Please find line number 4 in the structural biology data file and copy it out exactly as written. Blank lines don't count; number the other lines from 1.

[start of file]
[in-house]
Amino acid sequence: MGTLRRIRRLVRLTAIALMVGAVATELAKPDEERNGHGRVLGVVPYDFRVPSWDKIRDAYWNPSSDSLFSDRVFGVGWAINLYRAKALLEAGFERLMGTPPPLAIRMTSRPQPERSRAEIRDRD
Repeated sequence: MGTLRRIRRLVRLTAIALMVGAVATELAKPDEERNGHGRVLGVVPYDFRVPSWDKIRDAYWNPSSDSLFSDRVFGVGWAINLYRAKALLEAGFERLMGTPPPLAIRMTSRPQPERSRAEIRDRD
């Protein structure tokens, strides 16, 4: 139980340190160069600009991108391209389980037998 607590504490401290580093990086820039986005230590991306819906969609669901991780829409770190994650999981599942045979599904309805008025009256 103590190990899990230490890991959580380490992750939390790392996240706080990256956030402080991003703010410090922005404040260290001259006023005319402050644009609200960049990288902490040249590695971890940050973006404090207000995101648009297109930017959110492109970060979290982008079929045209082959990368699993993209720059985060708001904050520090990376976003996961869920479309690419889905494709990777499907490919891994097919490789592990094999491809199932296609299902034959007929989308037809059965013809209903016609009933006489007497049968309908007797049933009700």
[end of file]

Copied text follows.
């Protein structure tokens, strides 16, 4: 139980340190160069600009991108391209389980037998 607590504490401290580093990086820039986005230590991306819906969609669901991780829409770190994650999981599942045979599904309805008025009256 103590190990899990230490890991959580380490992750939390790392996240706080990256956030402080991003703010410090922005404040260290001259006023005319402050644009609200960049990288902490040249590695971890940050973006404090207000995101648009297109930017959110492109970060979290982008079929045209082959990368699993993209720059985060708001904050520090990376976003996961869920479309690419889905494709990777499907490919891994097919490789592990094999491809199932296609299902034959007929989308037809059965013809209903016609009933006489007497049968309908007797049933009700």